There is a huge difference between biodiversity and monoculture tree plantations. Biodiversity consists of a rich diversity of plants, fungus, animals, birds, insects and microbes.
High levels of biodiversity are essential in order for forests to perform the essential functions that they do in regulating the global water cycle, quantities and quality of fresh water, production of oxygen and climatic stability. Although forests are absolutely essential in regards to freshwater and climate, monoculture plantations do not have the same ecological properties as natural forests. Contrary to being beneficial, they often exacerbate water, desertification and climate related problems. They have frequently been referred to as ‘green deserts’.
“For millions of years the trees were paving the way for life on this planet”
Mixed native mountain forests and rainforests are far more than simply carbon sinks, land cover and erosion prevention mechanisms. They are irreplaceable parts of a global system and fundamental in regulating and maintaining freshwater and climate worldwide.
Therefore it is very disturbing that humanity has been rapidly removing Earth’s prime mixed forests in favour of monoculture plantations and fast short-term large profit schemes for a few.
“Large-scale monoculture tree plantations have proven to cause a broad range of negative environmental and social impacts. They have been and continue to be a major direct cause of the destruction of native forests in countries as varied as Australia, Brazil, Indonesia, and Chile.”
It is also alarming to see that often, even in the name of environmental conservation, modern reforestation follows a basic monoculture approach. This approach may be convenient and rational for planning and short-term cost efficiency, yet it overlooks the local populace along with the innumerable globally significant benefits and services provided by biodiversity rich forests.Biodiversity is a prerequisite of a healthy natural forest. A monoculture plantation is something very different from this. It does not support varied wildlife and often large-scale monoculture-plantations, particularly those of genetically modified trees, have significant negative environmental and social impacts that affect the whole world.
A clear distinction between monoculture plantations and natural forests is needed.
To an unknowing observer looking at an area of green trees, it may not be easy to see the essential difference. Yet there is a clear difference when one looks closer at the surrounding land, soil, water tables, wildlife, precipitation, local community living conditions, erosion, agricultural growing conditions etc. Biodiversity-rich forests are beneficial and supportive to the above listed, whereas monoculture plantations are detrimental to them.
“Many plantations have a severe negative impact on water tables, leading to water stress in neighboring communities and ecosystems.”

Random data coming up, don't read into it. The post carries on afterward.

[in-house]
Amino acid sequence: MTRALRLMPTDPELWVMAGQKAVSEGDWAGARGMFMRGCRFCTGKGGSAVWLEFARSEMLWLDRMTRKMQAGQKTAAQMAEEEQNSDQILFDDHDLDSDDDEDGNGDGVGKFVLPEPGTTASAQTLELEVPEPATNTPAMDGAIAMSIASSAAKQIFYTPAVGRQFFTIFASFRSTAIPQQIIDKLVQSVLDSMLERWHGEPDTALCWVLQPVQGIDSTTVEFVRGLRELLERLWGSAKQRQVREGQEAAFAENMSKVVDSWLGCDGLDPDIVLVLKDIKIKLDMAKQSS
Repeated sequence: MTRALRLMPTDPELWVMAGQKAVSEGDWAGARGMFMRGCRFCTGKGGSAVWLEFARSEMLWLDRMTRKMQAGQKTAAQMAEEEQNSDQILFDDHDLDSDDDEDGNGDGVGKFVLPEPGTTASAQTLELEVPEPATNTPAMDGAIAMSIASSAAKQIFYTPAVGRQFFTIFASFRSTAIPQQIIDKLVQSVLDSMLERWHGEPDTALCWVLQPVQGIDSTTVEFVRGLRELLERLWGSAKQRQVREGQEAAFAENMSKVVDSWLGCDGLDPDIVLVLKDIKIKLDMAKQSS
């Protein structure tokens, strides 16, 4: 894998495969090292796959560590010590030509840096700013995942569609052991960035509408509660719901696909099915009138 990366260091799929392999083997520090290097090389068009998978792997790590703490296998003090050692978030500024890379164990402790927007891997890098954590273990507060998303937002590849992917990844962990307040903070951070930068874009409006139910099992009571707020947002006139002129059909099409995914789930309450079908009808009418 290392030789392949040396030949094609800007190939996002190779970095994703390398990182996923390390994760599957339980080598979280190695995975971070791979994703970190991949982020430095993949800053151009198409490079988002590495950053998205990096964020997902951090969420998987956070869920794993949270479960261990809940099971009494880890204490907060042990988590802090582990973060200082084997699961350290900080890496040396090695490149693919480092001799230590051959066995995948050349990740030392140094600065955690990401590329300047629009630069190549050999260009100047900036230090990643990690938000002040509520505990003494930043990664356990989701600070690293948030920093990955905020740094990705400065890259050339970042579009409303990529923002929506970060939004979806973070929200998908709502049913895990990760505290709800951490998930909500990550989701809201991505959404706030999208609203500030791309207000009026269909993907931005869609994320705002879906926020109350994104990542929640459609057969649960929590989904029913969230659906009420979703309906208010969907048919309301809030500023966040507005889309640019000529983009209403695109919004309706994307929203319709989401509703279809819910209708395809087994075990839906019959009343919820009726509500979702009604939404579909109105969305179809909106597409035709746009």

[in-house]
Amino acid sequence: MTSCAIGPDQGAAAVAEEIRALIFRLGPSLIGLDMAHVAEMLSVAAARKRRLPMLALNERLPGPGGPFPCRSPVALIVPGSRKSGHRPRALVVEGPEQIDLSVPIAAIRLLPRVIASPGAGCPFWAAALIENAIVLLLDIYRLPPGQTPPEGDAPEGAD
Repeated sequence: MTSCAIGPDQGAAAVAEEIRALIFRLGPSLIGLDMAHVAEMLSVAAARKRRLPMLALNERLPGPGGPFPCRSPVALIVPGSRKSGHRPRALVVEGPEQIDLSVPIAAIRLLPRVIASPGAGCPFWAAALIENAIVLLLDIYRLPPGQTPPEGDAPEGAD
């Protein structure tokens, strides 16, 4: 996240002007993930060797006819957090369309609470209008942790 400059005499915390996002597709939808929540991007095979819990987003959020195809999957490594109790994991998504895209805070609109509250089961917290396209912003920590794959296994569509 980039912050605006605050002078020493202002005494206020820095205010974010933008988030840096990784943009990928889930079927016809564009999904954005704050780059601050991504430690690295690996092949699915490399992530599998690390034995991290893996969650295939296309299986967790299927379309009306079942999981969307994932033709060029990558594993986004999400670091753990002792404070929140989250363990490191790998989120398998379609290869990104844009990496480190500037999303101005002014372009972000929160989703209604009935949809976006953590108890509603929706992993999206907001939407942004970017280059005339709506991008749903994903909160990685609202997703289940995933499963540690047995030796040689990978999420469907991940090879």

It is unfortunate that there is not a clear definition of ‘forests’ when it comes to things such as funding for sustainable development reforestation projects. It is apparent that monoculture plantations are not long-term sustainable. Yet in the absence of a proper definition of forests, the REDD mechanism is also being used to fund the expansion of monoculture plantations, even though they have been shown to be environmentally damaging. Primeval forests full of biodiversity have also been cut and turned into monoculture plantations for immediate fast profits for a few and great losses for the many.
Another harmful impact of monoculture plantations is the large quantities of agrochemicals that are often used on them. This causes considerable contamination and deterioration of soils and watersheds and has serious negative impacts on human health in rural communities. The local and indigenous communities that live in the vicinity of forests are very important because they are the natural forest stewards. It is thus disturbing that many plantation companies have violated the land rights of indigenous peoples. The plantations are often restricted areas that provide no benefits or natural resources for the local communities.
The fact that forest restoration and preservation is required is unquestionable. Yet caution is required in the application of this.
“Any agreement on forests that is not fully and explicitly in line with the Convention on Biodiversity (CBD) Expanded Program of Work on Forest Biodiversity and the UN Declaration on the Rights of Indigenous Peoples (UNDRIP) and integrated with international and national implementation policies under these instruments, undermines good forest practice.”
It needs to be understood that regardless of where we live monoculture plantations are affecting the proper functioning of the global water cycle and climate worldwide.
This means that water will become scarcer, the cost of water will vastly increase and local climate will become even more unstable worldwide. All our lives are being affected right now to greater or lesser degrees. We must start seeing the symbiotic connections of all life on Earth and not let this mindless destruction continue. No amount of profit for a few is worth the suffering of billions and the loss of future generations.